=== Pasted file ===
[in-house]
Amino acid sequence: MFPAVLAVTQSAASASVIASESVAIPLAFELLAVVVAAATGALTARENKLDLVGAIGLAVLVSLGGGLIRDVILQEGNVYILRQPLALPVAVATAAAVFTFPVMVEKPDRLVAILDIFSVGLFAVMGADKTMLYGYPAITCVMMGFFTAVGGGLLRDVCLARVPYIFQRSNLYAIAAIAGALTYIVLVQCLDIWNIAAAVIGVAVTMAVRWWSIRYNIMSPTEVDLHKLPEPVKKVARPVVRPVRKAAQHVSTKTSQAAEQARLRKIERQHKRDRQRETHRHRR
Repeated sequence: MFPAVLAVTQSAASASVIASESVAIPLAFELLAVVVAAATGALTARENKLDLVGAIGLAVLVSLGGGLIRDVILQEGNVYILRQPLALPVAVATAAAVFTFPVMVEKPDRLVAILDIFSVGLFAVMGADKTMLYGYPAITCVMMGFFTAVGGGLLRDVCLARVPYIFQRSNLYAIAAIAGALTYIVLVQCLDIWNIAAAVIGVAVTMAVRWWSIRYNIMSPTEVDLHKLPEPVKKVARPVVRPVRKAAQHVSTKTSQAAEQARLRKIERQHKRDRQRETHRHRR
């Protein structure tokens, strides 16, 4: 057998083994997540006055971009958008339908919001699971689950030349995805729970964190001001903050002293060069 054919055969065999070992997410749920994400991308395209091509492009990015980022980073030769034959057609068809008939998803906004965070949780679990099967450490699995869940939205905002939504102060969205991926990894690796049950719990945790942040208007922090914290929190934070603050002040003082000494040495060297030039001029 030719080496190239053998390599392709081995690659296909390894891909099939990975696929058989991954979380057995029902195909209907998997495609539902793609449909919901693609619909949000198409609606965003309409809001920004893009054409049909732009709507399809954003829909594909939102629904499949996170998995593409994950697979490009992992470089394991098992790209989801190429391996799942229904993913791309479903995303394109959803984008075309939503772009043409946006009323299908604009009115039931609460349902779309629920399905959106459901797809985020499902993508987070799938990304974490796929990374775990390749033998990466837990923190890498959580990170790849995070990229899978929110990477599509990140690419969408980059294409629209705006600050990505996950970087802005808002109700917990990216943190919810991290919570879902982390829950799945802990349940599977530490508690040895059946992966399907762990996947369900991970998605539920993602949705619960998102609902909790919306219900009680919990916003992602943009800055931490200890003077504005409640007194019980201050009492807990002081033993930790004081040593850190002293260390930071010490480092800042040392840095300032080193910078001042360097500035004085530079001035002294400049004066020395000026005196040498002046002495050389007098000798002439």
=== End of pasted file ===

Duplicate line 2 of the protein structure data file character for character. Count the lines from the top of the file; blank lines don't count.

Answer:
Amino acid sequence: MFPAVLAVTQSAASASVIASESVAIPLAFELLAVVVAAATGALTARENKLDLVGAIGLAVLVSLGGGLIRDVILQEGNVYILRQPLALPVAVATAAAVFTFPVMVEKPDRLVAILDIFSVGLFAVMGADKTMLYGYPAITCVMMGFFTAVGGGLLRDVCLARVPYIFQRSNLYAIAAIAGALTYIVLVQCLDIWNIAAAVIGVAVTMAVRWWSIRYNIMSPTEVDLHKLPEPVKKVARPVVRPVRKAAQHVSTKTSQAAEQARLRKIERQHKRDRQRETHRHRR